The nation's inspector general said he would continue investigating a prominent Jesuit under the country's Sedition Act, but he would not question him again.
Jesuit Fr. Lawrence Andrew, editor of the Catholic Herald, is under investigation for telling the news portal Malaysian Insider that "Allah" would continue to be used in Malay-language Masses in the state of Selangor, because it is the Arabic word for God.
In November, the sultan of Selangor, who is also the head of Islam in the state, said only Muslims may use the word "Allah."
The priest's remarks were published by the news portal Tuesday; on Wednesday, the priest was questioned by police after they received dozens of complaints about his remarks. The following day, The Malaysian Insider reported that the inspector general was continuing his investigation but would not recall Andrew.
The 1948 Sedition Act is designed to prevent acts of discontent, resistance or rebellion against the government and includes as an offense uttering "any seditious words." It defines as seditious "any act, speech, words, publication or other thing ... having a seditious tendency," which could include promoting "feelings of ill will and hostility between different races or classes of the population of Malaysia."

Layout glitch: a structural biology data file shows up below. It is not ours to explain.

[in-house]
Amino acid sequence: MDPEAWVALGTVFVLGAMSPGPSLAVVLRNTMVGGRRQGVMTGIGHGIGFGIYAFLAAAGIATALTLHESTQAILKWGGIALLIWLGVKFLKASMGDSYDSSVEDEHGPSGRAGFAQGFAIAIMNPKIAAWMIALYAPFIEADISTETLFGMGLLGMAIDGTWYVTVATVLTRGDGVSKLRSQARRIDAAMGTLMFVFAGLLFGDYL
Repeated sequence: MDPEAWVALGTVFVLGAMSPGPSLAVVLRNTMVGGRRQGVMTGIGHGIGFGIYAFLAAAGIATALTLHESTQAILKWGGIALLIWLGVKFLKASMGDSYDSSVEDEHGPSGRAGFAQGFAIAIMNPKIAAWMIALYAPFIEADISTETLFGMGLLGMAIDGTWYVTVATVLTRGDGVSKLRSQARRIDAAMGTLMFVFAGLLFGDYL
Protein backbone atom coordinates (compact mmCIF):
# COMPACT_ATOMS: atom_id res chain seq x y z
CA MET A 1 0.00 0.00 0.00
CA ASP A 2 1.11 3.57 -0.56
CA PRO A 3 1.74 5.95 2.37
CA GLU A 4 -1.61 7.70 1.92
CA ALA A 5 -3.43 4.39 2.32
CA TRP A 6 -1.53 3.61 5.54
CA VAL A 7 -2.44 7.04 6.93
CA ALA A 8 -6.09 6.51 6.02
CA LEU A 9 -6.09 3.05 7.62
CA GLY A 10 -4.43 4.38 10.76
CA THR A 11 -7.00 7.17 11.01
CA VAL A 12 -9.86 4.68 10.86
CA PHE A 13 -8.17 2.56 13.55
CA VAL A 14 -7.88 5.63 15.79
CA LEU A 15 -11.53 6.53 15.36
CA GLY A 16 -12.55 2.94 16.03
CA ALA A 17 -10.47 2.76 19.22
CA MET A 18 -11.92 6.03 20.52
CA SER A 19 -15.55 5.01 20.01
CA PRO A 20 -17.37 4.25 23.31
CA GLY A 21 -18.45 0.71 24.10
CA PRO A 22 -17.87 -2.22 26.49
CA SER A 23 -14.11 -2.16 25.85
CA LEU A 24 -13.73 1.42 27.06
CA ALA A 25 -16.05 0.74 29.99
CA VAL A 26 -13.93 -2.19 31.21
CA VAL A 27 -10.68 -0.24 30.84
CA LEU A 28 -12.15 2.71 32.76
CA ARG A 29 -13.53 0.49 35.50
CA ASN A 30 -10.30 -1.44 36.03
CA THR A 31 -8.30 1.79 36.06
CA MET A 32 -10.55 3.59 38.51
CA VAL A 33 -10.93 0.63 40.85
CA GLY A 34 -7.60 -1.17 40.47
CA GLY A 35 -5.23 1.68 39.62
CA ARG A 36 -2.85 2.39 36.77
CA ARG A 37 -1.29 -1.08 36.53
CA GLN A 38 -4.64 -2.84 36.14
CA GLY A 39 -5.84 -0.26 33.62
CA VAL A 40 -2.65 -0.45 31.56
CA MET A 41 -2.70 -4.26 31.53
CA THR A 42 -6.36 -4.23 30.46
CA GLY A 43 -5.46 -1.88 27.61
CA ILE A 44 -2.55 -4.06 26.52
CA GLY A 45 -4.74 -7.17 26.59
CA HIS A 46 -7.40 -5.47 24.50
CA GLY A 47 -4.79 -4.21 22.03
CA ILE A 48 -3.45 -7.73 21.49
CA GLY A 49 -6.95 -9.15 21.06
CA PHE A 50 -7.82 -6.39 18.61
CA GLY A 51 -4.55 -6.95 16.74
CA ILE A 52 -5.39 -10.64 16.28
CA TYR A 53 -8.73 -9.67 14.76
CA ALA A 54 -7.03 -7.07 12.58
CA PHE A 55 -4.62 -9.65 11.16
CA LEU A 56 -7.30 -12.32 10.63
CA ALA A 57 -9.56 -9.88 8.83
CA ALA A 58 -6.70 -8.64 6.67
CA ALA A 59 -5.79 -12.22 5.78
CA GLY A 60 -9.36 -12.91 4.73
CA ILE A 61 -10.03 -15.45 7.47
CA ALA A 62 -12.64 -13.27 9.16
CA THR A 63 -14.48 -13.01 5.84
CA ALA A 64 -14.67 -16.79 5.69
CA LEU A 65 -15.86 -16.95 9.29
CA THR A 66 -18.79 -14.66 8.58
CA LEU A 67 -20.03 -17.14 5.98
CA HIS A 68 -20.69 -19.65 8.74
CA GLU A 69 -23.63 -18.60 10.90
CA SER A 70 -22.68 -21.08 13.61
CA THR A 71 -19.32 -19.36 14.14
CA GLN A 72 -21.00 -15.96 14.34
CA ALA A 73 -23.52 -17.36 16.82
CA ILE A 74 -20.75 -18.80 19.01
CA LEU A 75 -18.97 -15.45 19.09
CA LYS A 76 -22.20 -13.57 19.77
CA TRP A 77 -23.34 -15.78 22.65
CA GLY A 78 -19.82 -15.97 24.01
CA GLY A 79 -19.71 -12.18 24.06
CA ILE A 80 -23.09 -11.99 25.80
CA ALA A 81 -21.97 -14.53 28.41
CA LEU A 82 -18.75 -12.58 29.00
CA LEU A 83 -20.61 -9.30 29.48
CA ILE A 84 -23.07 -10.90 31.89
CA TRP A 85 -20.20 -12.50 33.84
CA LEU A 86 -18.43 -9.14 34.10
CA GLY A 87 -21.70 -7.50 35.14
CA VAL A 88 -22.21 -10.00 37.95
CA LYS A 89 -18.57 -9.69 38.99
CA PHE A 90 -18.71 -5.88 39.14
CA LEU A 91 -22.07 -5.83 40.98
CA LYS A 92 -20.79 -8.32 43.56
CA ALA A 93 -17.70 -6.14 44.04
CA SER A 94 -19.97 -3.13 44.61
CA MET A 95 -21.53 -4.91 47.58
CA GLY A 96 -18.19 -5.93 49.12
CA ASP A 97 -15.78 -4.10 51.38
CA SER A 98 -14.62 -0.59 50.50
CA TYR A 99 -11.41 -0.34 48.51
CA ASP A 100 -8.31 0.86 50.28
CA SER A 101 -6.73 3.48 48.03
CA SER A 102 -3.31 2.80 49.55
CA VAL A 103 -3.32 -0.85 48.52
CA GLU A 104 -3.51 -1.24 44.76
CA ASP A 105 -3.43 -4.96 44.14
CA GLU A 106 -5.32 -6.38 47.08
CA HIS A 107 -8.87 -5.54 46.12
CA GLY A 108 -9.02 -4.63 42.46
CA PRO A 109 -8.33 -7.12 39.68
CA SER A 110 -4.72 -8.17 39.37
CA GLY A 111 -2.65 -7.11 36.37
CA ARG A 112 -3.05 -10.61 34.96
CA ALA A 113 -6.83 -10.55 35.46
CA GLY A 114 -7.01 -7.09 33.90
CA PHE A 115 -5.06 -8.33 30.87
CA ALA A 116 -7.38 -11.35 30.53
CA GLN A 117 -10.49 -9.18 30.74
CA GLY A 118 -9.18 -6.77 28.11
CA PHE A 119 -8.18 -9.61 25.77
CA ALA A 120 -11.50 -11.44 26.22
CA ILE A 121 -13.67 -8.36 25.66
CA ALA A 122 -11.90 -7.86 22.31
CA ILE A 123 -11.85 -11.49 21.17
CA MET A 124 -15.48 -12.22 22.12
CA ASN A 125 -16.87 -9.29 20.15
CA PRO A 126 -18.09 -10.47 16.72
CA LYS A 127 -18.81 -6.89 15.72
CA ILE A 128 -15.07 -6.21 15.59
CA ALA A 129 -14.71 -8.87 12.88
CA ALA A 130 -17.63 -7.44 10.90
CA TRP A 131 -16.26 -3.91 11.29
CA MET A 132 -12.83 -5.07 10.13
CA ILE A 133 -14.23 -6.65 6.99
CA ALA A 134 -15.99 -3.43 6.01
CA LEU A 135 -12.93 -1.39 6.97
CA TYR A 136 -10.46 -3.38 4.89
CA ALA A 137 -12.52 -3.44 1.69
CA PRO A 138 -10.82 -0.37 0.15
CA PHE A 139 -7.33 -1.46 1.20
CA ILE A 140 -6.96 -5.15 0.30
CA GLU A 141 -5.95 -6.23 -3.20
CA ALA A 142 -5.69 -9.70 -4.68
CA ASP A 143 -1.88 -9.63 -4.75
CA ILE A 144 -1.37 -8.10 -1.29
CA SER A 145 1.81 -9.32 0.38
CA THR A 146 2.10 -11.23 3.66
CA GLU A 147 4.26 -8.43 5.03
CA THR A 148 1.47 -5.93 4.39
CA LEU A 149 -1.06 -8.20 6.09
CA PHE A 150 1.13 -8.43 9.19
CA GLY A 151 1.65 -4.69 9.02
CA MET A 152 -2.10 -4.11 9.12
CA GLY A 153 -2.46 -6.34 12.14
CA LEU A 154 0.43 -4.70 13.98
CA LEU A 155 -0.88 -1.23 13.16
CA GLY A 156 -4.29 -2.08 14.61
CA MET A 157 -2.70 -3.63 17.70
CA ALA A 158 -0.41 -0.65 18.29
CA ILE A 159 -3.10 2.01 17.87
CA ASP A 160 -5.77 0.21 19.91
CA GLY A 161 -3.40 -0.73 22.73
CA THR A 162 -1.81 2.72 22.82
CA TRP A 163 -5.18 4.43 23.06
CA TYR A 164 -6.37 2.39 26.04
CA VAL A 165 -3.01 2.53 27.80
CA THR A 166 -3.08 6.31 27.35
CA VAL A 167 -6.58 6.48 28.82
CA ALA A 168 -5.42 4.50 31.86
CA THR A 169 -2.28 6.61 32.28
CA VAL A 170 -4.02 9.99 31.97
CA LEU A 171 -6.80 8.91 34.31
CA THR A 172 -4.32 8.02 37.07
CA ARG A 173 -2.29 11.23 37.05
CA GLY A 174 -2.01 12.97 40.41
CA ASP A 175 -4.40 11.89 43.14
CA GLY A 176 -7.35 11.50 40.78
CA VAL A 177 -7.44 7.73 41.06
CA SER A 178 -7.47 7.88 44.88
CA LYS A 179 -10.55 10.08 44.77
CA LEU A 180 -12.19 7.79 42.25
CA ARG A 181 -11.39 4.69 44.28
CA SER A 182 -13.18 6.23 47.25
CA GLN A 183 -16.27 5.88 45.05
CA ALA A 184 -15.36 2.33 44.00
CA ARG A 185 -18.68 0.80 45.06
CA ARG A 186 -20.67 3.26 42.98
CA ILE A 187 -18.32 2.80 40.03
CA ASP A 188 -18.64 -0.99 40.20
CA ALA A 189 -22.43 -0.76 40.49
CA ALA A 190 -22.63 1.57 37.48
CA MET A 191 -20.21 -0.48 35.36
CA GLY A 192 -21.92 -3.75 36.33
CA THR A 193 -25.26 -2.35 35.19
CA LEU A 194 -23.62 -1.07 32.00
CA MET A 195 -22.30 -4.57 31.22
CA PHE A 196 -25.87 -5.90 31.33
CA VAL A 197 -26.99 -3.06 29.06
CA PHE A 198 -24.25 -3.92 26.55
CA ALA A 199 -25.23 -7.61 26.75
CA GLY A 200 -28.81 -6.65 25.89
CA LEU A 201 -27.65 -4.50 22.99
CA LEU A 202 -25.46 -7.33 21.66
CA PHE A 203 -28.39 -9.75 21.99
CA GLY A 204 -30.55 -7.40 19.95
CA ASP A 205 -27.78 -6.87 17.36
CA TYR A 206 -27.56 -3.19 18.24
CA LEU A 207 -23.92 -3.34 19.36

For years, the Catholic Herald has been involved in litigation over its use of the word "Allah" to refer to God in its Malay-language edition. In late 2009, the High Court in Kuala Lumpur ruled that the Home Ministry's order banning certain uses of the word was illegal. The court also said the word "Allah" is not exclusive to Islam.
However, in October, a three-member appeals court said use of "the word Allah is not an integral part of the faith in Christianity. ... The usage of the word will cause confusion in the community." The court ruled the Catholic Herald could not use the word "Allah."
Kuala Lumpur Archbishop Murphy Pakiam, the paper's publisher, said the church would appeal the ruling.